To be sure, companies of every size and industry have jumped on the phenomenon, embracing popular social networks such as Facebook, Twitter, LinkedIn and Pinterest, among many others. (How many advertisers have invited you recently to "join the conversation" about their products?) The latest Survey of Third-Party Logistics Providers, conducted by Northeastern University and sponsored by Penske Logistics, found 64 percent of respondents with LinkedIn accounts, 47 percent with Facebook pages and 36 percent with Twitter accounts.
To date, however, such efforts have focused mostly on marketing, advertising and customer relationship management. Relatively few have tapped into the social networks as a means of communicating both internally and with key supply-chain partners. And there's even a lot of push-back on the marketing side, too.
Multiple surveys underscore this state of affairs. According to a 2011 report by IDG Research Services and Kemp Goldberg Partners, only 40 of respondents were using any form of social media to interact with supply-chain partners. Fifty-eight percent said they were "totally unaware of how their primary supply-chain vendors are using social sites, or that their primary supply-chain partners are not using social sites to interact with customers." Even more alarming were the 43 percent who saw absolutely no likelihood of using social media in their supply-chain relationships, even if they were presented with the opportunity to do so.
A more recent report by Aberdeen Group, Inc. was slightly more positive. It found that 44 percent of respondents were already using social media in some manner to manage their supply chains, while 37 percent said they intended to begin within the next one to two years. But the remaining 19 percent had no plans of any kind. As Santa Clara University professor Terri L. Griffith puts it: "They need to get a clue."
Griffith, author of The Plugged-In Manager, is a big advocate of deploying social media on the business side. Yet in a recent presentation to the San Francisco Roundtable of the Council of Supply Chain Management Professionals, even she admitted that she "wouldn't normally be talking to people in supply chain."
So it would seem. "But as I got to understand the area better," she said, "it became clear that supply-chain professionals are the perfect audience to talk to about social media."
Or at least begin the conversation. Griffith acknowledged that companies are in the very early stages of adopting social media within their supply chains. "We had a hard time tracking down great examples outside of customer relations," she said. One is Con-way Inc., which is using the tool to instruct drivers to pick up loads. Another is Penske Truck Leasing, which is deploying several social networks for product marketing, customer service, sales, news updates and recruiting. That's still a far cry, though, from tying together multiple upstream vendors and suppliers through social media.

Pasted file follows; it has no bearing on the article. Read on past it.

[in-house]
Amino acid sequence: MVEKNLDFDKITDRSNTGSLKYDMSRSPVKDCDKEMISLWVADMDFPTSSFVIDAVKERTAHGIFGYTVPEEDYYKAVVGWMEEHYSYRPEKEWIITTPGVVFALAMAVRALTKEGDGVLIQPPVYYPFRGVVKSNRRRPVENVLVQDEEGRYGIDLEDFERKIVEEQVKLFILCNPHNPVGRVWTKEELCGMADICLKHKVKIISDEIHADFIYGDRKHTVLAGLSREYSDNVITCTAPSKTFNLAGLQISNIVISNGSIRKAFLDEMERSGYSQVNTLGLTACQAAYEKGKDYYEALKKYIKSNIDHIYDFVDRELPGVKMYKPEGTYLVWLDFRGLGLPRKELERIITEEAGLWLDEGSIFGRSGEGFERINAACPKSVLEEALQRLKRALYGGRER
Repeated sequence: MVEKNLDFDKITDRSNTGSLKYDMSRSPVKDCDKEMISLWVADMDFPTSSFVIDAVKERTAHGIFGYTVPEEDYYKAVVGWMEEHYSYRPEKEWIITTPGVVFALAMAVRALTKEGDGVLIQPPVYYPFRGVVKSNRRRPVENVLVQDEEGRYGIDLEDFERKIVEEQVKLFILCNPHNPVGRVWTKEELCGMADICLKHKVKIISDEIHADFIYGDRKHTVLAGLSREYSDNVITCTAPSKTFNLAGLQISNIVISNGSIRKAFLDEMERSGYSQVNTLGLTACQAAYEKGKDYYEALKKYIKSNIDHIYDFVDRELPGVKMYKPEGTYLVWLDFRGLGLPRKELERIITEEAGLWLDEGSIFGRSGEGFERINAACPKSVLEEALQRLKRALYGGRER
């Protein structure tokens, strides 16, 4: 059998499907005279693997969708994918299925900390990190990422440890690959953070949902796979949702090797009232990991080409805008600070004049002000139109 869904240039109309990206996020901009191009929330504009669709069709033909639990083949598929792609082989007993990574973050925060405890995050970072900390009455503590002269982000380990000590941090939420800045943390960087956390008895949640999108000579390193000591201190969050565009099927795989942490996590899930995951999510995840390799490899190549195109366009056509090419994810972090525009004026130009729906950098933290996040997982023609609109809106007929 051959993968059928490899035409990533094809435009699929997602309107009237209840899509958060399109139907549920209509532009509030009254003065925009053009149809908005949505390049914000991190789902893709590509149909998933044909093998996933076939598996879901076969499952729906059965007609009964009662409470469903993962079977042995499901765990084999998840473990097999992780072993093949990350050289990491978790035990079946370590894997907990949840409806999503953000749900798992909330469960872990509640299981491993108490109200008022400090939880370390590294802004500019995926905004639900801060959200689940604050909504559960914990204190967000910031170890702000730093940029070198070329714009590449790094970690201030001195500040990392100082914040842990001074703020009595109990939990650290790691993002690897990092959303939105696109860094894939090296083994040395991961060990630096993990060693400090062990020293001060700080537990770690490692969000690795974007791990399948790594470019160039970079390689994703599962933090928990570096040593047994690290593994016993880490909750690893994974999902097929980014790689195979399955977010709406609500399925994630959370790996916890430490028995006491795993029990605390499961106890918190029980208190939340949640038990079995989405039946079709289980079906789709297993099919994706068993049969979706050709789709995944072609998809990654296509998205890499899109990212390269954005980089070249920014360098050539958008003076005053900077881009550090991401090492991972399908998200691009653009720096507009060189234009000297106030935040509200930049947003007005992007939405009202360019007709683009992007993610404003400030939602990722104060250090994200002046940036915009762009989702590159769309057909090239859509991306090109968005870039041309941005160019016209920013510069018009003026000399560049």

When approaching these new channels of communication, businesses should not feel obligated to embrace them all. "You don't have to be in every social network," Griffith said. "You have to make educated choices."
In addition, don't feel as though you have to take full advantage of the open nature of social networks. Businesses aren't as inclined toward "sharing" as private individuals, especially those who want the whole world to know what they had for breakfast this morning. "You want limited, key connections," said Griffith. "You don't want all your suppliers talking to one another."
Some of the newer tools are expressly designed with that kind of selectivity in mind. Smartsheet, a vendor of software for online project management, allows users to choose which rows of an Excel spreadsheet to share. "You get transparency, while still managing privacy when you need to," said Griffith. Other collaborative applications with relevance to business include Foursquare, which lets participants "check in" on the progress of joint projects, and Salesforce.com's Rypple, which extends that capability to allow companies to monitor employee performance.
Other possibilities with a social slant include micro-blogging, by which companies can exchange small bits of information in the course of the workday ("It's like passing in the hall," Griffith said); wikis, websites for groups to write documents collaboratively, and user forums. Some of these have little or no relationship to social media as they are understood by the general public, but that's exactly the point. "It's not just about social networking," said Griffith.
The real value of social media for business lies in their ability to tie together disparate aspects of the supply chain, which is every global company's number-one challenge. They can help to fill in the information gaps that keep manufacturers, distributors and retailers from asserting full control over the flow of product and data. And, if utilized properly, they can do it on a real-time basis.
You don't need Facebook, of course, to reach that goal. Moreover, there are aspects of social media that are clearly unsuited for business. As the dizzying array of options begins to shake out, companies should get a clearer sense of how the tools can help them unify their supply chains.
Hype and trendiness notwithstanding, they need to be taking the options seriously right now. "Social media," said Griffith, "can help you connect more dots than you thought."
Now excuse me while I go tweet this post.
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